Adventure Hooks – Moral Choices

by Ameron (Derek Myers) on January 23, 2012

Adventure hooks are indented as a way to get the PCs into the action quickly. Dangle something interesting in front of them and hope that they take the bait. It might be a greed trap where you offer them a pretty bauble or magical item, or it might be an interaction with a strange or unusual character. In most cases the adventure hook is simple and straight forward (which is not to say boring).

However, in some cases the adventure hook can be more than just a simple way to get the PCs interested in the next leg of the adventure. Every once in a while adventure hooks should be a little bit more complicated than the usual fare. DMs should provide the PCs with a dilemma in which they have to make a choice. Although there isn’t a clear-cut right or wrong answer, either outcome will have serious consequences.

Today we share four adventure hooks; each of which puts the PCs in situations where they have to make difficult moral choices. Listening to the PCs justify how and why they’re going to handle these situations will say a lot about the kind of characters that make up the adventuring party. In some cases the decision to act one way or the other may result in some in-party fighting. These are not easy choices to make and it could be very revealing once the PCs decide to act.

  • A local baron or other minor noble hires the PCs to help him keep law and order in his growing town. The PCs swear loyalty to him and agree to do as he bids for the duration of their contract. Over time they realize that he’s corrupt and see first-hand that he’s a terrible leader. One day a relative of the baron shows up in town. Although he does have proper claim to the town’s highest office, he has no desire to rule or lead. What makes it even more difficult is that the visitor is an exceptionally popular and good-hearted man – the perfect leader. Do the PCs try to help the visiting noble take over or do they remain loyal to a man who doesn’t deserve their loyalty?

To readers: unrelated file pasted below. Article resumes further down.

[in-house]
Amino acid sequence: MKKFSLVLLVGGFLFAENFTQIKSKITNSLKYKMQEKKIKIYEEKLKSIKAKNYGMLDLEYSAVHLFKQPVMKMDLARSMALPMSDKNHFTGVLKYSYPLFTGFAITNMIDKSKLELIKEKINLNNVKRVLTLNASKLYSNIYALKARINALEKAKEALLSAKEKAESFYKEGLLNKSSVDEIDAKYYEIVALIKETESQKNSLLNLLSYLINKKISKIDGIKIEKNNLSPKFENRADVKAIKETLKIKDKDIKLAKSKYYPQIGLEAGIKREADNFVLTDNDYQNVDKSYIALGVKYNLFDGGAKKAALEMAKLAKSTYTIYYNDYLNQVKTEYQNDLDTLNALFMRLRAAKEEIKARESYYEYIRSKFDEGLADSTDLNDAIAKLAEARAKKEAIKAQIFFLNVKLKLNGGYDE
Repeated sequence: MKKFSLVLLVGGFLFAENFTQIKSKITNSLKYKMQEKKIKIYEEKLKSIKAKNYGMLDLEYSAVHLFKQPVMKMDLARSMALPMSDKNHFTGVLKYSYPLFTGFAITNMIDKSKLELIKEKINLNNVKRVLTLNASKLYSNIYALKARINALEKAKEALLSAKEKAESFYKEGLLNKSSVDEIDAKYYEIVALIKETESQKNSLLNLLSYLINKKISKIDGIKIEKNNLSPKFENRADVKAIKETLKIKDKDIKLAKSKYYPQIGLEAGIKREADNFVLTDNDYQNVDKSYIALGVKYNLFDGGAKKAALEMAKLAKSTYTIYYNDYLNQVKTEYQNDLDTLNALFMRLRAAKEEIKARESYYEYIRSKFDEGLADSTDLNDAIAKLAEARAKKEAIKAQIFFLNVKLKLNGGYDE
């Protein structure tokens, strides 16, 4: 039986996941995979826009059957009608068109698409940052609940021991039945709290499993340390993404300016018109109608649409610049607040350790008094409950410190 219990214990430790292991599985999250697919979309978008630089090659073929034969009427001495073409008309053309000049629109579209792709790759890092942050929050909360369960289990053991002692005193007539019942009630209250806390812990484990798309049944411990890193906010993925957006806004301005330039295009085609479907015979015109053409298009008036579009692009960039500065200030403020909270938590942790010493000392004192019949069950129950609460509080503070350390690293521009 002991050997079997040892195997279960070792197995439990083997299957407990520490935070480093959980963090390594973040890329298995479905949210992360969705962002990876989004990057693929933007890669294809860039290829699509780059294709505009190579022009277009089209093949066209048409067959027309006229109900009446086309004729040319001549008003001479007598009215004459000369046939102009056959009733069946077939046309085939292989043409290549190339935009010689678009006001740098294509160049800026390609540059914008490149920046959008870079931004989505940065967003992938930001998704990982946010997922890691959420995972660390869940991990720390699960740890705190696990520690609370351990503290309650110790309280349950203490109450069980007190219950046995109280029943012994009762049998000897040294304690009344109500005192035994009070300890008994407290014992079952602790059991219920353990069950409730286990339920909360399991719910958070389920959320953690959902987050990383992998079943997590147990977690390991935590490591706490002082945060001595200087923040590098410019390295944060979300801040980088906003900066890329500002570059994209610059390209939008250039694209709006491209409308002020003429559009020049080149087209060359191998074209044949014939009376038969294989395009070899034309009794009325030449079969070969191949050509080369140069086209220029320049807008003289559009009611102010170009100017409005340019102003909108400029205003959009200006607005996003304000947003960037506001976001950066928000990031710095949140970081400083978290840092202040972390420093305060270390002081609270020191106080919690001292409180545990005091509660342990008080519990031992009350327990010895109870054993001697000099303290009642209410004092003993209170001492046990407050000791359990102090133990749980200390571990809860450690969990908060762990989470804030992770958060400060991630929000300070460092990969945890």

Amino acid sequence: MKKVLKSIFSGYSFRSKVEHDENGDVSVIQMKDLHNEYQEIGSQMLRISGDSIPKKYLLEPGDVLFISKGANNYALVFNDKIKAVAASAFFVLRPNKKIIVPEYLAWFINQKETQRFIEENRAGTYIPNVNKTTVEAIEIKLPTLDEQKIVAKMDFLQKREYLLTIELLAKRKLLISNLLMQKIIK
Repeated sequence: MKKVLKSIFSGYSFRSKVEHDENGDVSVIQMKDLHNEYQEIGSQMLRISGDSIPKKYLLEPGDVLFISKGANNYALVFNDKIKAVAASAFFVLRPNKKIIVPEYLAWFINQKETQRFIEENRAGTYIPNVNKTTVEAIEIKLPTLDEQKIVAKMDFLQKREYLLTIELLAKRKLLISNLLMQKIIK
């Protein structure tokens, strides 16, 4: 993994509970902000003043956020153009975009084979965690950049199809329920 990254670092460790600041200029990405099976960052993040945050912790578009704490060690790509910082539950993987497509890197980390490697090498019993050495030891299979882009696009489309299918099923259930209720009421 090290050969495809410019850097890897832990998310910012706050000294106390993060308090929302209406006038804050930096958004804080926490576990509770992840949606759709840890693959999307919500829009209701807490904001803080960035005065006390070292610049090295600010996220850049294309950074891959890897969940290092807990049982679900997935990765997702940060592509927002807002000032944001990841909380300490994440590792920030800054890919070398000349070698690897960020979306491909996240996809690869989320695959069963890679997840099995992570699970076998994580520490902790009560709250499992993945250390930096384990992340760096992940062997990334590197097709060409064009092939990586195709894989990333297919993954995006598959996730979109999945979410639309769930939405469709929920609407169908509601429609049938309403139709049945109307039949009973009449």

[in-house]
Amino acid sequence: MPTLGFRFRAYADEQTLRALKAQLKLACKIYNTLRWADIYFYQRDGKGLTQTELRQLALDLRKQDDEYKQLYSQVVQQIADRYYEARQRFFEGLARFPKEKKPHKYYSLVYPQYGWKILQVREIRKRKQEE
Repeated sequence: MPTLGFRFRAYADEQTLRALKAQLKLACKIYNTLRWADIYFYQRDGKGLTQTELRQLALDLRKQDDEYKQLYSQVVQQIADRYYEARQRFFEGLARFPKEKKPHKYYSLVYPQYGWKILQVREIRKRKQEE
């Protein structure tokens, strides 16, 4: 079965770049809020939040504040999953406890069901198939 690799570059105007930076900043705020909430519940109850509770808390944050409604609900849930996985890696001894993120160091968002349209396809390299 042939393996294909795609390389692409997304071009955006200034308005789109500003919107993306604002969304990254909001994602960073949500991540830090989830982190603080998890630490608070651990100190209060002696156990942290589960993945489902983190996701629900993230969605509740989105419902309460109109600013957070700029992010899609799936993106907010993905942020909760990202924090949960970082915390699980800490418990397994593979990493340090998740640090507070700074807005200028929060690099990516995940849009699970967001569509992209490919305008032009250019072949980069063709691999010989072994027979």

• The PCs are lost in a harsh environment (frozen tundra, arid desert, ocean, or underdark). They are getting to the point of desperation as their supplies are running dangerously low. They are already beginning to feel the effects of malnourishment and dehydration. They come across a group of people with supplies. Do the PCs try to take what they need or do they ask for assistance? If they ask for assistance the people will help. However, they demand that the PCs perform some service that is contradictory to the PCs sensibilities. Will they accept help under these terms? Alternatively the saviours are willing to provide aid, but the PCs recognize them as part of an extreme evil organization. Will they accept their help?
  • The PCs are recruited by a frontier town to handle a local monster problem. The monsters (Orcs, Gobbling, Gnolls, etc.) have become more brazen and their attacks on the town have become more and more frequent. After the PCs eliminate the warriors in the raiding parties they follow their tracks to a hidden lair. Once there they discover women, children and elderly monsters. Do the PCs kill them or spare their lives? There is treasure in the lair but if the PCs take it the monsters will have nothing with which to trade and will surely face extreme hardship since the PCs killed their hunters and gathers. If the town that hired the PCs realizes that they helped the monsters or took pity on them, it could reflect poorly on the PCs’ reputation. What do the PCs do?
  • The PCs witness a fight in which one man kills another. They don’t recognize the killer when the crime happens but eventually realize who he is. He’s famous – perhaps a popular politician or an up-and-coming noble. He’s also been a thorn in the side of the PCs recently. Before the PCs can report what they’ve seen, a reward is offered for information leading to the killer’s arrest. Any accusations made by the PCs may not be taken seriously given their ongoing issues with the killer. The killer secretly offers the PCs hush money, treasure or information they otherwise wouldn’t have access to. Do they let his crime go unpunished? Do they turn him in or do they decide to take matters into their own hands? If caught they know they will certainly be prosecuted?